SAN FRANCISCO (CN) – Appearing before a Ninth Circuit panel Wednesday, a lawyer for the federal government’s labor watchdog said Uber can’t make drivers give up their rights to participate in class actions against their employer.
“The opt-out provision in Uber’s arbitration agreement does not rehabilitate what would otherwise under this court’s decision in Morris be an unlawful waiver of an employee’s Section 7 rights,” said National Labor Relations Board attorney Jeffrey Burritt, referring to the Ninth Circuit’s 2016 ruling on the unenforceability of class action waivers in Ernst & Young v. Morris.
Burritt was speaking at a hearing on Uber’s consolidated appeals in four related labor class actions. Uber wants the appeals court to dismantle a class of drivers and rule the workers must resolve their labor disputes through individual arbitration.
Finding that the National Labor Relations Act has historically deemed arbitration a valid means of resolving disputes, Ninth Circuit Judge Richard Tallman said he found it “very curious” that the board now takes a position that is “contrary to decades of practice.”
Burritt replied that arbitration is not the issue, but rather agreements that require employees waive their rights to resolve disputes collectively.
“The board’s concern is the ability of employees to retain their rights to either engage in or refrain from concerted activity at the time a dispute arises,” Burritt said.
In September 2016, Tallman and two other Ninth Circuit judges upheld Uber’s 2013 and 2014 arbitration agreements as valid, reversing a federal judge’s ruling to the contrary. But the ruling only applied to one of four class actions against the ride hail giant – Mohamed v. Uber.
“This court already held that Uber’s arbitration agreements are enforceable,” Uber attorney Theodore Boutrous Jr. told the panel on Wednesday.
The latest set of appeals seeks to decertify a class of drivers in O’Connor v. Uber and reverse denials of motions to compel arbitration in two other cases – Yucesoy v. Uber and Del Rio v. Uber.
Arguing before the same Ninth Circuit panel that validated the arbitration clauses, Boutrous reminded the panel that it already rejected the notion that Uber’s arbitration agreements were “unconscionable.”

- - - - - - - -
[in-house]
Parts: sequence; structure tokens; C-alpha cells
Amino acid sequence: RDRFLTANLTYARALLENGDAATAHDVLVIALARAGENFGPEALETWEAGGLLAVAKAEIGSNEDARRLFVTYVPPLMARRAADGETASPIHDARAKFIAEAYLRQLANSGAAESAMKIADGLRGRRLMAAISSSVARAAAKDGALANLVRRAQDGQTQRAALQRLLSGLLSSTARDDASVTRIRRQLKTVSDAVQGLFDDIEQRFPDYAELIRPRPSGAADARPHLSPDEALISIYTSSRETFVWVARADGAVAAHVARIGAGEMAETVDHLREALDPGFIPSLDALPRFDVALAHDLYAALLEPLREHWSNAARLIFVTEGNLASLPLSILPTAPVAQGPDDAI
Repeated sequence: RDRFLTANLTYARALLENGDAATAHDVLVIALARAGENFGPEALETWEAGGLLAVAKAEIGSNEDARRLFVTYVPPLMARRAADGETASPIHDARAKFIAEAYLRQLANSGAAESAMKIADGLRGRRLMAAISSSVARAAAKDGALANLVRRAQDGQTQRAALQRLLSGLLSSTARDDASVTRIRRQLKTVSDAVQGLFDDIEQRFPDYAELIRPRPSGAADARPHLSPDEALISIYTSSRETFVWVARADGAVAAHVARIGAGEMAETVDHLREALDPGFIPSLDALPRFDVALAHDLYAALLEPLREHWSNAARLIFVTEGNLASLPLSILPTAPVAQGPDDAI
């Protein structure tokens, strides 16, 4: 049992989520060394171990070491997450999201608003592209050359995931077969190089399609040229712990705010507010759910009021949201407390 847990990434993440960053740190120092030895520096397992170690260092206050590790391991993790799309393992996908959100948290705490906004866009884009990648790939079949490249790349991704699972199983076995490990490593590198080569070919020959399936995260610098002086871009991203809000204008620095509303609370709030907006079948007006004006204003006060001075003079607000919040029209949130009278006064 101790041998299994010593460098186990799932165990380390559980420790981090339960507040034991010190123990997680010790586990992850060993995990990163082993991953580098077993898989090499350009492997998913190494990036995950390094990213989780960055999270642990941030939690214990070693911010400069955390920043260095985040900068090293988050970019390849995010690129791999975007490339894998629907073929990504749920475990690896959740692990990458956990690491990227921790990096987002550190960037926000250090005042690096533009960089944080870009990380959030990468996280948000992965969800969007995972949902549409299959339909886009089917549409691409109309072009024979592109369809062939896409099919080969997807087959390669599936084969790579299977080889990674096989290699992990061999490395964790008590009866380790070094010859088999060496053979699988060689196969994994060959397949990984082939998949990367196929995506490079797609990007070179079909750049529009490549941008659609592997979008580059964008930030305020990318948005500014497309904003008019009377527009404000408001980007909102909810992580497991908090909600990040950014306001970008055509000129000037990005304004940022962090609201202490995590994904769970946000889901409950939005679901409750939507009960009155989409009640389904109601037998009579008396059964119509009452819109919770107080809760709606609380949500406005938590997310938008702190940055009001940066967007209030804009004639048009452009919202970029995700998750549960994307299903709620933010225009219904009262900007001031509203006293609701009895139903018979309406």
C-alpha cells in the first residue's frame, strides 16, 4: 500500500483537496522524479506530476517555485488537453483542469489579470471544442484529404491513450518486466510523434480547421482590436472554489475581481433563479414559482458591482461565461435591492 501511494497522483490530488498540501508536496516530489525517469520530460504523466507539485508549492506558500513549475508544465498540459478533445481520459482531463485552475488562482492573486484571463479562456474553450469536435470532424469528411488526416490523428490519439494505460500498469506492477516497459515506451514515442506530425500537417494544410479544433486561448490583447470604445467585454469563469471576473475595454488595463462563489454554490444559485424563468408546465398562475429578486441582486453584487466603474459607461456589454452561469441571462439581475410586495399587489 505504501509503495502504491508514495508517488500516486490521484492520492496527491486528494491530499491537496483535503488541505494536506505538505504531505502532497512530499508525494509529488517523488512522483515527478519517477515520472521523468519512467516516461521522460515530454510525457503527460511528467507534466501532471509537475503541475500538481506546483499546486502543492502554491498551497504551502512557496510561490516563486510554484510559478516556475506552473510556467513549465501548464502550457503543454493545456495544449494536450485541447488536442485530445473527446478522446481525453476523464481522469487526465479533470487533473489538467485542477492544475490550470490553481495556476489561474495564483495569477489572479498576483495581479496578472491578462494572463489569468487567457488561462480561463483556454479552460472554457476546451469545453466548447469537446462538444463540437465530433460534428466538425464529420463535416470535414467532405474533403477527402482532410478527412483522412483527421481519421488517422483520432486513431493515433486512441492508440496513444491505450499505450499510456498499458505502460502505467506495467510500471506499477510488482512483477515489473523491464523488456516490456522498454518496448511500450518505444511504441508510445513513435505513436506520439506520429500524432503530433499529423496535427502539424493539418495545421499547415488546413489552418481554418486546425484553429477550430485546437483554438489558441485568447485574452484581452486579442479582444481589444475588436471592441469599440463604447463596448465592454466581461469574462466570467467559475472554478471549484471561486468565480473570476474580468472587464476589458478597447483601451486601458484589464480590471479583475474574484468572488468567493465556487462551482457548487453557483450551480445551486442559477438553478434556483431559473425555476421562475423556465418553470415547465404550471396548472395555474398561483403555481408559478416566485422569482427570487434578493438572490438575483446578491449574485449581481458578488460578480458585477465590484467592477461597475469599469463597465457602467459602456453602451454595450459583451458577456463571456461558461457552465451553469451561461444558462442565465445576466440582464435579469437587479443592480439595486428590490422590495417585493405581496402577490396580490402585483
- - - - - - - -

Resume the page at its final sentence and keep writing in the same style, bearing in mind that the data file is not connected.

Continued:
“For that reason alone, we respectfully submit the class in the O’Connor case must be decertified,” Boutrous said.
Arguing for the plaintiffs, attorney Shannon Liss-Riordan parroted the position of the National Labor Relations Board, stressing that Uber can’t make workers give up their rights to pursue collective legal action against an employer.
“The National Labor Relations Act precludes employers from preventing employees from engaging in concerted activity, and an opt-out provision cannot save it from illegality,” Liss-Riordan said.
Circuit Judge Richard Clifton asked if it would make sense to hold off issuing a ruling on this appeal until the U.S. Supreme Court decides three similar cases on the validity of class action waivers. The high court is set to hear oral arguments in those cases – National Labor Relations Board v. Murphy Oil USA, Epic Systems Corp. v. Lewis, and Ernst & Young v. Morris – on Oct. 2.
One of those cases – Ernst & Young v. Morris – was decided by the Ninth Circuit in August 2016. The appeals court held that the accounting firm could not force its employees to arbitrate their disputes individually, rather than collectively.
Burritt said it would be prudent for the Ninth Circuit panel to wait for the Supreme Court’s ruling in those cases before it decides on Uber’s appeal. A decision is expected early next year.
Moving beyond the issue of class waivers, Boutrous also urged the panel to decertify the class of Uber drivers on separate grounds. He argued that U.S. District Judge Edward Chen erred in holding that the drivers’ individualized beliefs and intent “were not a significant factor” in whether they were misclassified as independent contractors.
Boutrous argued that directly contradicts the California Supreme Court’s reasoning in the 1989 ruling S.G. Borello & Sons Inc. v. Dept. of Industrial Relations. Because those individual factors require separate inquires for each driver, that makes class certification unfeasible, Boutrous argued.
Circuit Judge Sandra Ikuta joined Tallman and Clifton on the panel, which took the arguments under advisement after 70 minutes of debate.